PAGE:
Former Illinois Gov. James ‘Big Jim’ Thompson dies at 84
Former Illinois Gov. James R. Thompson, known as “Big Jim” during a long career that made him the state’s longest-serving chief executive, has died. He was 84.
Thompson died Friday night in Chicago, his wife, Jayne, told the Chicago Tribune and the Chicago Sun-Times. The Tribune reported that Thompson had recently experienced heart problems.
“It was very sudden,” Jayne Thompson told the Tribune. “I was told that his heart simply stopped.”
James Thompson, a Republican from Chicago, was first elected governor in 1976 and served four terms before leaving office in 1991. A moderate, he managed the state through recession years in the 1980s. He also helped put together a plan to help the Chicago White Sox get a new stadium to head off a potential move out of state.
“As the longest-serving governor in Illinois history, ‘Big Jim’ was known to treat people he encountered with kindness and decency,” Democratic Gov. J.B. Pritzker said in a statement Saturday. “Jim dedicated himself to building positive change for Illinois, and he set an example for public service of which Illinoisans should be proud.”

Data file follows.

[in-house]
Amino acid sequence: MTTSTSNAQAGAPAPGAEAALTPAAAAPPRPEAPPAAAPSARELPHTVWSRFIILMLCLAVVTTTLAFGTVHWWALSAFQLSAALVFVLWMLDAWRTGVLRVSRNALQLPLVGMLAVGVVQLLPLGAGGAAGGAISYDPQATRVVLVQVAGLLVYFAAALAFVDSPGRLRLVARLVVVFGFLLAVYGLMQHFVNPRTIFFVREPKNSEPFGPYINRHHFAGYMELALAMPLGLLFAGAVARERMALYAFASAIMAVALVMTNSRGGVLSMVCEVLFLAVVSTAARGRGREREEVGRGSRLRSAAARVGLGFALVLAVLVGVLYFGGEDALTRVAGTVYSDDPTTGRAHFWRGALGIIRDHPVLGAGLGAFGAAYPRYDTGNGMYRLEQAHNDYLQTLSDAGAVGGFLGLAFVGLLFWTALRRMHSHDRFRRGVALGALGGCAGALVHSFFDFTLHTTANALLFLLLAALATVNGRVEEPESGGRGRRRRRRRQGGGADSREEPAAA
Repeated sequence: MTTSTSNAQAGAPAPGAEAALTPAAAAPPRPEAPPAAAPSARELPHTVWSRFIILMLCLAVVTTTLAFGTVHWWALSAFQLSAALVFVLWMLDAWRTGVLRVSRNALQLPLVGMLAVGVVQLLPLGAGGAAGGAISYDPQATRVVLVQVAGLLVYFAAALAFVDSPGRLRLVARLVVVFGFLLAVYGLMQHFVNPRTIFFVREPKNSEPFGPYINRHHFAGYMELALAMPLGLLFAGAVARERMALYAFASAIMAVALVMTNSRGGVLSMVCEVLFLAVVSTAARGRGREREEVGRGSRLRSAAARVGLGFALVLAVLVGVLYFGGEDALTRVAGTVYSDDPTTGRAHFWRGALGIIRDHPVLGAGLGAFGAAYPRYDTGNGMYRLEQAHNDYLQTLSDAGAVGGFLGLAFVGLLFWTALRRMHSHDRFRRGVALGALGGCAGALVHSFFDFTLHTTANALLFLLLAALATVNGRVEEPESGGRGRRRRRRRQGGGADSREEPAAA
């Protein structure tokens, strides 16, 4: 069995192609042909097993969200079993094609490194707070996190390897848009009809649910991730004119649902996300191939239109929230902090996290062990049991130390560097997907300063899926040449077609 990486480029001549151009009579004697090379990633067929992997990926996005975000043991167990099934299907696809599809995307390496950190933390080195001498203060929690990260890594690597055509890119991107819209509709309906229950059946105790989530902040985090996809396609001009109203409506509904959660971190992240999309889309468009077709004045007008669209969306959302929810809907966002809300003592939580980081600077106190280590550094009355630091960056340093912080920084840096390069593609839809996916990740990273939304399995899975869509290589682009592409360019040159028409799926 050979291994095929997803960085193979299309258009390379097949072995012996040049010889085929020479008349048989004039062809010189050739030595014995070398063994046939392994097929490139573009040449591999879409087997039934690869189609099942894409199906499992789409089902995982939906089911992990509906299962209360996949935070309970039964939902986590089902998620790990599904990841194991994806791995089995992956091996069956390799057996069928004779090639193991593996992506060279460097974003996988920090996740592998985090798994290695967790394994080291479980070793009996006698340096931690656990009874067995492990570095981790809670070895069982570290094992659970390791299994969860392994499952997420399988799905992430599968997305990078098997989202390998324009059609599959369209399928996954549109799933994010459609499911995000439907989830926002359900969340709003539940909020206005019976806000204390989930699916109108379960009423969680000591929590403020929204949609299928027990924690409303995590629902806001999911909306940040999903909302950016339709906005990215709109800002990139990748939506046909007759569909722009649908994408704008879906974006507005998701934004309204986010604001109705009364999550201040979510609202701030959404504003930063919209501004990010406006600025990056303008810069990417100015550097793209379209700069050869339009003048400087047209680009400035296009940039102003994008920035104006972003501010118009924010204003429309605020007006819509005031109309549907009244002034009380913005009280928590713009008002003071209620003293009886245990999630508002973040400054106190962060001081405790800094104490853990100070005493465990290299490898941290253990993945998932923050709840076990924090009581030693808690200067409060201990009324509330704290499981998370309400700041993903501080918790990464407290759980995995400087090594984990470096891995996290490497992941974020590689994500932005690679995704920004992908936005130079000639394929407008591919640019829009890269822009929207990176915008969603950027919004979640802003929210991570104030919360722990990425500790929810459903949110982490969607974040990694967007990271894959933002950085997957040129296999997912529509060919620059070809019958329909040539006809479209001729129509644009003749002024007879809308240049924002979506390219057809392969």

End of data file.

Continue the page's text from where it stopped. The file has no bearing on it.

Before becoming governor, Thompson rose to prominence as a prosecutor, making a name for himself fighting public corruption — a reputation he carried into his career in politics.
“Gov. Jim Thompson stood for cleaning up corruption in Illinois politics and government,” former Gov. Pat Quinn, a Democrat who left office in 2015, said in a statement.
While working in the Cook County state’s attorney’s office in the early 1960s, Thompson prosecuted Lenny Bruce after the comedian held up a photograph of a woman’s breast while on stage at a Chicago nightclub.
After he was appointed U.S. attorney for the Northern Illinois District by President Nixon, Thompson became known for anti-corruption cases, including the prosecution of Democratic former Gov. Otto Kerner Jr., by then a federal appeals judge.
Thompson and his staff uncovered massive voter fraud in 1972, an effort that led to 83 indictments and 66 convictions or guilty pleas. He headed the prosecution that led to the conviction of a powerful Chicago alderman and took part in the investigation of Republican Vice President Spiro T. Agnew, who eventually pleaded no contest to tax evasion.
Thompson was honored in 1993 when the state government building in downtown Chicago was named after him. He also later served as a member of the National Commission on Terrorist Attacks Upon the United States to examine the Sept. 11, 2001, attacks.
“He was a great guy, no question about that,” said Republican former Gov. George Ryan, a longtime friend who held the office from 1999 to 2003.
But Thompson also made headlines when, as a leader of the law firm Winston & Strawn, he agreed to defend Ryan without pay in a corruption case that eventually landed Ryan in prison.
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